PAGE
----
I'm not one to announce my daily word count, but I will say that progress is beginning to be made. Today it was made at a Starbucks on Greenview after I got my B12 shot at the doctor's office. Yes, it turns out I have quite a B12 deficiency, which might explain the tingling I sometimes feel in my back and legs, not to mention my frequent fatigue and general lack of energy. I think it's too early to chalk today's productivity up to the vitamin boost, though.

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"Retrogression"

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Of the Six Fundamental Machines inscribed by the Builder in the Cornerstone of Time, the Wheel and Axle lends itself to perhaps the most stupendous domain of potential recomplications. Picture the sky as a giant clockwork mechanism—each planet a semiprecious stone set in the rim of its own great wheel, ticking about the axis of a star that is in turn a chip of diamond studding the rim of its own greater wheel, one that inscribes a unique but interdependent path about the center of gravity of a galaxy that is itself less than a cog on a still greater wheel that in concert with hundreds of billions of others drives the engine of the Universe. Fractal geometry on a scale to beggar the imagination.

Now zoom in again to picture yourself on the rim of your own planetary wheel, observing the progress of a friend on the rim of another wheel in the same system. Assuming different rates of travel, to watch that friend is sometimes to see an apparent reversal in his course. This loop of retrogression, as it's known, stems from the fact that you the observer are yourself a passenger on a body in motion.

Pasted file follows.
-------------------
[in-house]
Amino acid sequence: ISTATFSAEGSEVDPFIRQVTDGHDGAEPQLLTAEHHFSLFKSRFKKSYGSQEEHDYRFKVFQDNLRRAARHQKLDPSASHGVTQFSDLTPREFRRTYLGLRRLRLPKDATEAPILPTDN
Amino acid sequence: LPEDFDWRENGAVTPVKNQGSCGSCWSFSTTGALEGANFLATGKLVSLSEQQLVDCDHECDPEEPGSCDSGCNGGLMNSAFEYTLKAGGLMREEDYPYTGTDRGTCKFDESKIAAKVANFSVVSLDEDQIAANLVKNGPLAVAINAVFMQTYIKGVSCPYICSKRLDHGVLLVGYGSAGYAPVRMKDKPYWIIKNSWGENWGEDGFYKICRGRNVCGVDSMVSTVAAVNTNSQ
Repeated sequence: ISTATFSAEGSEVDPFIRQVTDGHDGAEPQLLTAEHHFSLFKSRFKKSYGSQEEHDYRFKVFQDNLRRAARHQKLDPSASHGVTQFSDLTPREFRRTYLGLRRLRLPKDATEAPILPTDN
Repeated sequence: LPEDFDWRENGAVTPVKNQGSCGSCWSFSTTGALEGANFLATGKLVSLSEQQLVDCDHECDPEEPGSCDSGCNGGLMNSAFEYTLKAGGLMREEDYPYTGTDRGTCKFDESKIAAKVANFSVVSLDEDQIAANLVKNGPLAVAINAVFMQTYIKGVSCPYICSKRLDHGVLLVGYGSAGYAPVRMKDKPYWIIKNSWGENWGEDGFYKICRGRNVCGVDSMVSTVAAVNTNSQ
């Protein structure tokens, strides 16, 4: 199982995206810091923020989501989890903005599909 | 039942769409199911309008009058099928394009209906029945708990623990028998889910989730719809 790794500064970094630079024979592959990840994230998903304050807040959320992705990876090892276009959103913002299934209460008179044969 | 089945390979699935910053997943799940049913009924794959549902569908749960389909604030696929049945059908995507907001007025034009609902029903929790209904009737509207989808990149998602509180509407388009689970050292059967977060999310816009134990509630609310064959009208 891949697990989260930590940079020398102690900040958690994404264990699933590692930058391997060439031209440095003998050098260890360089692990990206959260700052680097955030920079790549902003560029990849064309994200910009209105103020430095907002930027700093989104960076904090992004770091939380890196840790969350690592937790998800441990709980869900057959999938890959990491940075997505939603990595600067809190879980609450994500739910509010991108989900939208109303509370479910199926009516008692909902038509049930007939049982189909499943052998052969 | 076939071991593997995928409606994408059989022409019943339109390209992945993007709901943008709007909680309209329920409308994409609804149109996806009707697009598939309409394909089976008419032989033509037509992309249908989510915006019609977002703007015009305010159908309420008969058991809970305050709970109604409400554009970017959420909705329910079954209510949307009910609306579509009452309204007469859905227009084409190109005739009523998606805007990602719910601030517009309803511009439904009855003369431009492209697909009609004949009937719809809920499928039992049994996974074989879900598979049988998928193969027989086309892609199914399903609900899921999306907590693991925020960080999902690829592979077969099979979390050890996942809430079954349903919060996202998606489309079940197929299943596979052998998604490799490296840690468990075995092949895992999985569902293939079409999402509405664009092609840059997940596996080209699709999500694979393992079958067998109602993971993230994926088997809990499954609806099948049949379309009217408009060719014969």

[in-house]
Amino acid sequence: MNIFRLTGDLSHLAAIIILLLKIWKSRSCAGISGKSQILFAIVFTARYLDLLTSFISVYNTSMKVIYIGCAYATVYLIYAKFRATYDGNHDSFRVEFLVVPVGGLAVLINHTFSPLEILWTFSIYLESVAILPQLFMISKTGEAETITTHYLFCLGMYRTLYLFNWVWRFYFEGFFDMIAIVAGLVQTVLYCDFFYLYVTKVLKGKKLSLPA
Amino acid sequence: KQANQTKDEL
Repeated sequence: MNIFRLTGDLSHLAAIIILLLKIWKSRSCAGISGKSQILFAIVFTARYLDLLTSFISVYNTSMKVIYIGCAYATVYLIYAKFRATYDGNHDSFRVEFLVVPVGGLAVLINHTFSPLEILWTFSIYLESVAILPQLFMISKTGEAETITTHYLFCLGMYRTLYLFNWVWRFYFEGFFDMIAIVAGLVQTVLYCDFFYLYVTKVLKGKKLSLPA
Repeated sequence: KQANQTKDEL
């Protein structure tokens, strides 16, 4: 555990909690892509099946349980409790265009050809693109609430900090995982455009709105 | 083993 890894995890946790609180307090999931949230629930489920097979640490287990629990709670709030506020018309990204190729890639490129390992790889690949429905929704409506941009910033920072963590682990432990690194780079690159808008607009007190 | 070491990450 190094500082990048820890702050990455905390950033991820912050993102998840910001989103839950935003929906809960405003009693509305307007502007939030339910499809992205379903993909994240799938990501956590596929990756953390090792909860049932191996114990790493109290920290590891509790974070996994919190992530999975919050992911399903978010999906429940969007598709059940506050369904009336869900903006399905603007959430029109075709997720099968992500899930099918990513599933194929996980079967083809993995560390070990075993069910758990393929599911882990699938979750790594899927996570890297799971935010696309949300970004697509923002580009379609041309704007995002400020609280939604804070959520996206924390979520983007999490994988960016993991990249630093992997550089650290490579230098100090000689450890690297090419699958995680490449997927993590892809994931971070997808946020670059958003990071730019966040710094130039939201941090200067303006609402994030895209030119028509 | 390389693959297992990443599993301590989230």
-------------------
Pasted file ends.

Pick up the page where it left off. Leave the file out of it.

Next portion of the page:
All things in the Builder's creation serve not only their own functions as objects but also as lessons for his children. Thus does the Wheel and Axle teach us that to move forward is sometimes to appear, perhaps even to ourselves, to slide back.

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A suggestion for Rand McNally

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There are plenty of sources that list the distances of various stars from Earth, but does anyone know of a source for looking up the distances of stars from one another? If not, I may have to dust off some spherical geometry that I would rather leave in its rusty box.

Specifically, I need to know the distance between Tau Ceti and Van Maanen's Star.


Update:  I found the specific answer I needed—Tau Ceti and Van Maanen's Star are 6.2 light-years apart—but I'd still be happy to be pointed toward a more general resource.
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Don't let the mothers get you down

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"Hello, and what seems to be the problem with your 1-800-FLOWERS online order, sir?"

"Well, I'm not really sure. All the voicemail told me was there was a problem and I should call."

"All right, sir, I can help you with that. Let me just look up your order. One moment."

"Thank you."

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The Accidental Terrorist 30th Anniversary Sale

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that even a
missionary
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Order yours now!

William Shunn